A 2,600-year-old work of art is to be brought back to life with the aid of a Portsmouth firm. Iraq, devastated by war, is gradually beginning to rebuild its industries, and one of its core traditional crafts is making some of the world's finest rugs and carpets.
Now, thanks to a delivery of finest sheep’s wool to Baghdad from across the border in eastern Turkey by Portsmouth shipping specialist Mercator Cargo Systems, work is under way on reviving this ancient craft.
The Iraqi labourers have begun a project to produce replicas of the Pazyryk Rug, the world’s oldest surviving carpet, believed to have been made in Mesopotamia in around 600BC and now preserved in a museum in St Petersburg.
Previously, the factory had been reduced to making tacky designs from poor quality fibre mixed with nylon, many of which ended up in Saddam Hussein’s tasteless palaces.
But a top-grade Kurdish sheep’s wool has now been sourced capable of doing justice to the millennia-old Pazyryk, and with its history of carpet expertise Mercator Cargo was chosen to deliver the raw materials – and may get the chance to deliver the finished articles to the West.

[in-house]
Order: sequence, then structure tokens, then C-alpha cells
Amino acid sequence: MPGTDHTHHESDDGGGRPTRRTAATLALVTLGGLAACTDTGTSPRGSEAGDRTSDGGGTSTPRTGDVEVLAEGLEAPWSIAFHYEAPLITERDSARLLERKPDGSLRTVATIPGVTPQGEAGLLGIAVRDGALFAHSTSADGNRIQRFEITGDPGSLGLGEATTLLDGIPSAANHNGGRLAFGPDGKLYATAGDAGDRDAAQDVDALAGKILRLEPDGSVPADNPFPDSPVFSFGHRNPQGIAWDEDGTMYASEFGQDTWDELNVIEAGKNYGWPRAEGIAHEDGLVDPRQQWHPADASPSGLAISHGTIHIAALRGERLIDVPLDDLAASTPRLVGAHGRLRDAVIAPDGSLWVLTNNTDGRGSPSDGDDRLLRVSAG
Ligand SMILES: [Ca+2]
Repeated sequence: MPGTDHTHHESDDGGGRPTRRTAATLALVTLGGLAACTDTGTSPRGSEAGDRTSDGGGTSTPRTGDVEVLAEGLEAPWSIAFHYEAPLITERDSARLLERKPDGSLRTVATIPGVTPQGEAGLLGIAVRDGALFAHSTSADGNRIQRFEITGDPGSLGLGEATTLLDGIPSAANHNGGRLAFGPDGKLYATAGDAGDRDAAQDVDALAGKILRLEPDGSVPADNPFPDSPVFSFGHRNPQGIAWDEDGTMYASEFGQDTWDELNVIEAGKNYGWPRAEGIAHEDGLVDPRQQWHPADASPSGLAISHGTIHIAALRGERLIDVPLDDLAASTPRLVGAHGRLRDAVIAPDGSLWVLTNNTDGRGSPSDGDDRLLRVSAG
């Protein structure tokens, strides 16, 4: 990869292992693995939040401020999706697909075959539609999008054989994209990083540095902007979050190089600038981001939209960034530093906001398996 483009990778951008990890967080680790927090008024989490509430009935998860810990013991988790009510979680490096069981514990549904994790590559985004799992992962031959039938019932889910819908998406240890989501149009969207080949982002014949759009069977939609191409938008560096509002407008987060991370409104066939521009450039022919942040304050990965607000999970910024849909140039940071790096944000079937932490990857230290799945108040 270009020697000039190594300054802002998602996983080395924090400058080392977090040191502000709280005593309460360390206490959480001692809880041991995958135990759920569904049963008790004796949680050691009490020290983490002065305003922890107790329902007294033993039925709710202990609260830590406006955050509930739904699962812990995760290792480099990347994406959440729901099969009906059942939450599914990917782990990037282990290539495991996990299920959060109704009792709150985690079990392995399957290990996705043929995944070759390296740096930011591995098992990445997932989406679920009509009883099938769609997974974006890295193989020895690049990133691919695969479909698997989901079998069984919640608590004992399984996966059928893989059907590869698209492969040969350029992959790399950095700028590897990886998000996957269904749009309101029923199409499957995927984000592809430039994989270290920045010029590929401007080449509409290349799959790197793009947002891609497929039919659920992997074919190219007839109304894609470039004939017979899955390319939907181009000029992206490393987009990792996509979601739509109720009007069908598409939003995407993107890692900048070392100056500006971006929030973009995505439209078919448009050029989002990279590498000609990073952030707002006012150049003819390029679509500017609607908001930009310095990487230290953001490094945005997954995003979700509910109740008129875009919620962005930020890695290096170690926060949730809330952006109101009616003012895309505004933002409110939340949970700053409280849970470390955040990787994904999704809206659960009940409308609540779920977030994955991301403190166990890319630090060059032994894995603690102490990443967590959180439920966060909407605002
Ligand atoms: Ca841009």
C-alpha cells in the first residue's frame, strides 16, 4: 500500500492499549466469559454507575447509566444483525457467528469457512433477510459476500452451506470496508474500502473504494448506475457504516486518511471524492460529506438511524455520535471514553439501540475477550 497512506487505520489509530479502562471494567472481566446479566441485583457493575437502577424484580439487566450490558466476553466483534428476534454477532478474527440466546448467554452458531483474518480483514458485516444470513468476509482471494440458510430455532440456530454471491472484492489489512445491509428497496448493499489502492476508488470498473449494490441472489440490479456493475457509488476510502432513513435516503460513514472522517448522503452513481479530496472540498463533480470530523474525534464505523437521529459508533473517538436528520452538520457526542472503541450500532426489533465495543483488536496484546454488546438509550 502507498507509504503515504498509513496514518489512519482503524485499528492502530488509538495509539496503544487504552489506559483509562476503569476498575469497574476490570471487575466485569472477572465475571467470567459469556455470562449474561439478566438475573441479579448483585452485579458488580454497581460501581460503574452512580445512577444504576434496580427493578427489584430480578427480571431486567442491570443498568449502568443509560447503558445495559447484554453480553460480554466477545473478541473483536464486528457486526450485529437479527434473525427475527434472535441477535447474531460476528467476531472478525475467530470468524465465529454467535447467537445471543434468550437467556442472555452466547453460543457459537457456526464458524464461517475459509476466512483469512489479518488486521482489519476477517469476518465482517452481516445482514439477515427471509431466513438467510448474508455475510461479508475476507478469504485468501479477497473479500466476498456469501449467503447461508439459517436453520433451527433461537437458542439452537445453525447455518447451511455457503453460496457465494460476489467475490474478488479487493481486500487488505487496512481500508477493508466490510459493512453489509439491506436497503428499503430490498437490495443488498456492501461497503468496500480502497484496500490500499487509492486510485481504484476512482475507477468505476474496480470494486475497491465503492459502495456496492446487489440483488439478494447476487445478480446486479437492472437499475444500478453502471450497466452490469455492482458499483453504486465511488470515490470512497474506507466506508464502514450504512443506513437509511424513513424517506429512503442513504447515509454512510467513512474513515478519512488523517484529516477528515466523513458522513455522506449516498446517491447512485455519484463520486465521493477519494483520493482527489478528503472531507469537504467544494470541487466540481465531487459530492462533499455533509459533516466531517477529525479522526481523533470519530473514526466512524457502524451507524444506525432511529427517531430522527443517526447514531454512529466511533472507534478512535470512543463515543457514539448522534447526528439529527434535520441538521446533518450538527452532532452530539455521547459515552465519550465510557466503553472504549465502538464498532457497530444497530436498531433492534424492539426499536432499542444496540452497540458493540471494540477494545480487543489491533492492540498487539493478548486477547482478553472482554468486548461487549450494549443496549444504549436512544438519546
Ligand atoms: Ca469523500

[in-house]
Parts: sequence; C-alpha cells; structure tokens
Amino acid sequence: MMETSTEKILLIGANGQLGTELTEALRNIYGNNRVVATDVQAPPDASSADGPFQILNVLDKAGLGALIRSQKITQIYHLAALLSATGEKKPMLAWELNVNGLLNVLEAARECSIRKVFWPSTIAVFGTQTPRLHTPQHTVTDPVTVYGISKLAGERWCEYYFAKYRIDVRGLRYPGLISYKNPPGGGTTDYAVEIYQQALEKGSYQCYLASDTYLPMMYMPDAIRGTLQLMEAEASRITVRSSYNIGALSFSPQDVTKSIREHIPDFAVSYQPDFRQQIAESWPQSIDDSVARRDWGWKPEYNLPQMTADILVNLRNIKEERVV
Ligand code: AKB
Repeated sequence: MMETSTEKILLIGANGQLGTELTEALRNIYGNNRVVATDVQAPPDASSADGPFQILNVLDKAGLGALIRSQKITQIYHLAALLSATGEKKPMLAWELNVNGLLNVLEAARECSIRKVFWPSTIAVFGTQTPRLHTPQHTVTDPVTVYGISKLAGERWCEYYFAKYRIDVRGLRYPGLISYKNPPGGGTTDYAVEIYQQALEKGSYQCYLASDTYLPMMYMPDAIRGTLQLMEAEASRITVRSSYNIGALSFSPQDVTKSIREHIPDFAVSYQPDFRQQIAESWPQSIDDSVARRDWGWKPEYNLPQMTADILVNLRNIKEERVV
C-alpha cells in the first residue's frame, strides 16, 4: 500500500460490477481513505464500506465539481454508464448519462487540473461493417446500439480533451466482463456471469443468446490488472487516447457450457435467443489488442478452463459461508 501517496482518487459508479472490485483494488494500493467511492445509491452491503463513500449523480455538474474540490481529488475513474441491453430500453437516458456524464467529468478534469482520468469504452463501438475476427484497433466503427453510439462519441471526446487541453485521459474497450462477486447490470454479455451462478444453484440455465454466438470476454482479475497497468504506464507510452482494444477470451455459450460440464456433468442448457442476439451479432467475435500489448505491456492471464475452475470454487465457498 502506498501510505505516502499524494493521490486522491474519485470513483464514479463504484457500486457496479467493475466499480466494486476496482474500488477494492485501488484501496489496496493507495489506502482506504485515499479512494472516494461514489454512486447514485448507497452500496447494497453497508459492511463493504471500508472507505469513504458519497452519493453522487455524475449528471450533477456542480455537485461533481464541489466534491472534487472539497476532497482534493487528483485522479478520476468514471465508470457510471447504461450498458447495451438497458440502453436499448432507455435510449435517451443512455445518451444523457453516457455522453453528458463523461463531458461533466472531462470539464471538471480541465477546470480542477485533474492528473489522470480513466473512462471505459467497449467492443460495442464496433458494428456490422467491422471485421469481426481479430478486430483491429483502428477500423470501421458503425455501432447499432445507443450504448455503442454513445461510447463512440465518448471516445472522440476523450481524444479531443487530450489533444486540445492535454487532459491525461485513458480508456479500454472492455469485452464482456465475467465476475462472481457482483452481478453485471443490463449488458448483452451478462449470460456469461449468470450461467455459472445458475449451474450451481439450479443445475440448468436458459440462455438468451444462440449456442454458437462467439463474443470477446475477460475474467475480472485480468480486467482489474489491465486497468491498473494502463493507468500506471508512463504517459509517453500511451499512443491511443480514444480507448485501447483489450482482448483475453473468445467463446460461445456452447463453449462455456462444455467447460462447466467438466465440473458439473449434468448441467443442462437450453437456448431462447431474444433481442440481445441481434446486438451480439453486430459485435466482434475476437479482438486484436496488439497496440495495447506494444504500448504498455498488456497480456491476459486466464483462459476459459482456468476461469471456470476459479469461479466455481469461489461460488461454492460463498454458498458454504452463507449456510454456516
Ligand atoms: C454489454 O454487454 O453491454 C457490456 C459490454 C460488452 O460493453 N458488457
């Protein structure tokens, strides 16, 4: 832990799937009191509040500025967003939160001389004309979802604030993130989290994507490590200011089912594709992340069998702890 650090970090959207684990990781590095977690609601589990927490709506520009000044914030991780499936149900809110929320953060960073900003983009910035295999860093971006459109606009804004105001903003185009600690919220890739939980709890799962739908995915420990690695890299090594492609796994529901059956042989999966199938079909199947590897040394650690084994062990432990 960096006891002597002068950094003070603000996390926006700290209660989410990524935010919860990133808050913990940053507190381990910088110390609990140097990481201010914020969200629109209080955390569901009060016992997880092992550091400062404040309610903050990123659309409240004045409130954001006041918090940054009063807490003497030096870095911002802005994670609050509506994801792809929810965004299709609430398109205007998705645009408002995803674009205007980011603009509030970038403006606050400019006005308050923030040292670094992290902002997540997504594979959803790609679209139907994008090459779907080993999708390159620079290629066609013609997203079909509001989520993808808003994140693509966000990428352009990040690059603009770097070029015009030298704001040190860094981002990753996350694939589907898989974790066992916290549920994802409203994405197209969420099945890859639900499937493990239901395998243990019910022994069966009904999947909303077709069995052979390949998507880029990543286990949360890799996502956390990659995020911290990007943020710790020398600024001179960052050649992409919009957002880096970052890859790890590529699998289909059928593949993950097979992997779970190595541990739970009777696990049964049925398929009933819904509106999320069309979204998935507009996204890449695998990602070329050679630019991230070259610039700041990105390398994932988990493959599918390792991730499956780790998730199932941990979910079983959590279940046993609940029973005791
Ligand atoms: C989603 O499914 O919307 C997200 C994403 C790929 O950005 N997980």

Paul Goehlert, managing director of Mercator, based at St George’s Square, Portsmouth, said: ‘The Pazyryk was found in Siberia. It was frozen and they actually managed to work out, don’t ask me how, that it was made in Mesopotamia. And when they gave the Baghdad factory a project, they thought they’d do a copy of it.
‘All the skills were there, all the workers were there, the loops were there, but they just had rubbish wool, so the products they were making weren’t very clever.’
The operation is headquartered in the Kadhimiya district of the capital, and employs around 750 staff.
It is run by 60-year-old English businessman Richard Ringrose, under contract from the US Department of Defense.
He has worked with Mercator for many years, and although Mr Goehlert said the project would have got off the ground even without Mercator’s help, it was especially gratifying to be involved – for sentimental reasons.
‘I started, aged 10 or 11, running around the City of London as a messenger boy during the holidays. One of the warehouses I went to one day was full of all these Oriental rugs, and I’ve just been gobsmacked by them ever since,’ Mr Goehlert said.
‘Every business has their own particular language. Ours is carpets. We’re probably about the only shipping company in the UK where you could say “40,000 sq ft of Tientsin full cut”, and I’d actually know what that would look like as a cargo.’